Read the interview with the three design directors of Stellantis’ French brands:

The same logic applies to Gilles Vidal below, who retains his position as design director of a brand (from Peugeot to Renault) but who may have significantly increased his salary. Not to mention the bonuses that would be added to his remuneration. Perhaps Gilles Vidal thought that his path to the Himalayas at Stellantis was blocked. He would have been more interested in Luca de Meo’s proposal for 2020. Officially, he told LIGNES/auto at the time that his move was legitimised by ‘the challenge of renewing the design of the Renault brand’ as requested by Luca de Meo. This change triggered a wave of departures and arrivals in the Stellantis and Renault groups.

Although he left the Stellantis group for Renault, Gilles Vidal has remained loyal for 24 years! Photo Renault communication.

Many designers are no longer loyal to one brand for ever. The days of Gaston Juchet (almost 30 years at Renault styling below), Gérard Welter (over 42 years at Peugeot styling) and even Patrick le Quément (22 years at Renault design) are partly over. Nowadays, the big names pick the nectars of several different brands for a number of reasons. They may be attracted by the brand’s label, like Alejandro Mesonero-Romanos, who spent just six months at the helm of Dacia design, before moving on to take charge of Alfa Romeo design in June 2021. A designer can also imagine climbing the hierarchy more quickly by changing sides. We could also have written: he changes brands for the money. Who hasn’t wanted to change jobs to earn more?

Until the mid-1980s, a brand’s design manager was paid a salary modelled on that of its engineers. Photo: Juchet archives.

Does every manufacturer apply the same pay scales? Of course not! But there was a time not so long ago (in the 1980s) when a stylist had to make do with a salary equivalent to that of an engineer. This was the case at Renault, in the days of Gaston Juchet, when the engineering department was responsible for styling. When Juchet was replaced by Patrick le Quément (below), whose vision was to internationalise design, the salary scale exploded (designers from other countries were paid higher salaries), because ‘Renault style’ became ‘Design Renault Industriel’, reporting to management rather than to the product. This was also an opportunity for the head of design to join the management committee, as others would do later… The number of designers at Renault rose from just under a hundred in 1986 to over 300 at the start of the 2000s.

Patrick le Quément in the centre with Steve Jobs. With him, Renault’s style became ‘Renault Design Industriel’ and became more international, with the direct consequence of higher salaries for certain design positions. Photo: Fabio Filippini.

Laurens van den Acker recently explained to LIGNES/auto that today, all the designers in the Renault group represent a ‘team’ of around 500 people. As a direct consequence of the creation of the highly international ‘Renault Design Industriel’ in 1988, the PSA group, Renault’s rival, has had to keep pace with changes in pricing. This trend had already been felt when PSA bought Chrysler Europe in August 1978, and British designers arrived in Poissy with higher salaries than French designers! Atmosphere…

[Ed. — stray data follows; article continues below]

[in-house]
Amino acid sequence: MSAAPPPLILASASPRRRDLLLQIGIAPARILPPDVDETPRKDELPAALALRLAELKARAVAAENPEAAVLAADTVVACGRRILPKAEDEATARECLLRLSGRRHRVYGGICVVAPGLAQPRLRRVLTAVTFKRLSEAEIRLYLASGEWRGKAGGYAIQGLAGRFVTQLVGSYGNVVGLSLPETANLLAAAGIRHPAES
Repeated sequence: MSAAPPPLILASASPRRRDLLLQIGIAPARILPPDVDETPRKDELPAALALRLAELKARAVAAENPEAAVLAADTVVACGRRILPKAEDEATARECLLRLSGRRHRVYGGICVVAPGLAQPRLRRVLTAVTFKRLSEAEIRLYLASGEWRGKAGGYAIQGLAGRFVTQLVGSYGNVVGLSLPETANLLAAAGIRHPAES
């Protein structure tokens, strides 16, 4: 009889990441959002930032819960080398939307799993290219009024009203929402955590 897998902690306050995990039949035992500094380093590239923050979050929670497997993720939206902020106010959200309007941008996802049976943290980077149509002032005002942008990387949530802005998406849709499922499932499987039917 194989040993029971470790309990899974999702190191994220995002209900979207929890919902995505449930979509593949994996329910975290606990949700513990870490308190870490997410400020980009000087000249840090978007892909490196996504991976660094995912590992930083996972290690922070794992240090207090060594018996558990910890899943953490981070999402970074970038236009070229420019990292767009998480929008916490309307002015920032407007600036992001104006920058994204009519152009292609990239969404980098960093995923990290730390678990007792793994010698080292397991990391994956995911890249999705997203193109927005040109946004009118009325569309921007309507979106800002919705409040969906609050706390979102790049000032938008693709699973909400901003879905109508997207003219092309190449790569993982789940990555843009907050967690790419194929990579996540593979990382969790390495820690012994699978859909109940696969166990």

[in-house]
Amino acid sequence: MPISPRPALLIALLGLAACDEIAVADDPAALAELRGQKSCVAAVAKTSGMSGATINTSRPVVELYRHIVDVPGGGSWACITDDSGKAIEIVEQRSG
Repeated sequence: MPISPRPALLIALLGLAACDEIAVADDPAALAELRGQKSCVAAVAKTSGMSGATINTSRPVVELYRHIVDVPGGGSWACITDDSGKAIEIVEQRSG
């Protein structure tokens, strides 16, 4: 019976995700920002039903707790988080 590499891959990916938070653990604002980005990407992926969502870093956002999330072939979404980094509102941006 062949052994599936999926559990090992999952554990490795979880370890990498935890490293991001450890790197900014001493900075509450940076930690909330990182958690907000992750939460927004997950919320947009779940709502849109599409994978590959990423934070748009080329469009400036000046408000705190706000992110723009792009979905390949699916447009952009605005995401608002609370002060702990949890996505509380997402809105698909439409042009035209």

Laurens van den Acker with Luca de Meo. From the Renault headquarters, Laurens now heads up the Renault Group design department, which includes the Dacia, Renault, Alpine and Mobilize brands. “My job is no longer to design cars, but… teams!” Photo: Renault communication-Greg.

read the interview with Laurens van den Acker :

As a result, fewer and fewer designers are tattooing ‘their’ brand logo on their heart. Fickle rather than loyal? Today, yes. And in this process, designers are being helped in part by Chinese carmakers, who have had the (good) sense to go out and hire European managers to run their fledgling design teams. The Volkswagen group’s former design boss – Klaus Zyciora below – took over as head of design at the Chinese group Changan last year, while Jozef Kaban, a former Volkswagen protégé, went to work for the Chinese company MG.

After more than 15 years at the head of Volkswagen and Volkswagen Group design, Klaus Zyciora has moved to Chongqing, China, as Vice President Design of the Changan Group. Photo: Volkswagen Group.

We should also add Bertrand Bach, former Opel designer for more than 7 years between 2005 and 2012, who after 3 years with Volkswagen joined Changan’s Turin studio. There he is Global Design Director of Changan-NEVO. The Chinese are simply following a trend set by Korea’s Hyundai-Kia, which called on Peter Schreyer (below) in its time. There is also Ivo Groen, who spent more than 17 years with the PSA and Stellantis groups, before becoming head of creative design for the Link&Co brand, founded in 2016 by the Chinese group Geely and the Swedish manufacturer Volvo.

Peter Schreyer was one of the first major European designers to respond to an offer from a major Asian automotive group: Hyundai-Kia. That was in 2006. Photo Kia communication.

While we’re on the subject of Asia, let’s stay there for a moment. In China, salaries for industrial designers start at around €3,000 a month and can go up to €5,500 a month depending on the position. To be a little more precise, a designer who is starting to gain recognition in China earns around €4,750 a month and a senior designer can reach an average of €6,300 a month. The question of salaries for European designers working for Chinese manufacturers needs to be addressed. For them, there are two possible scenarios: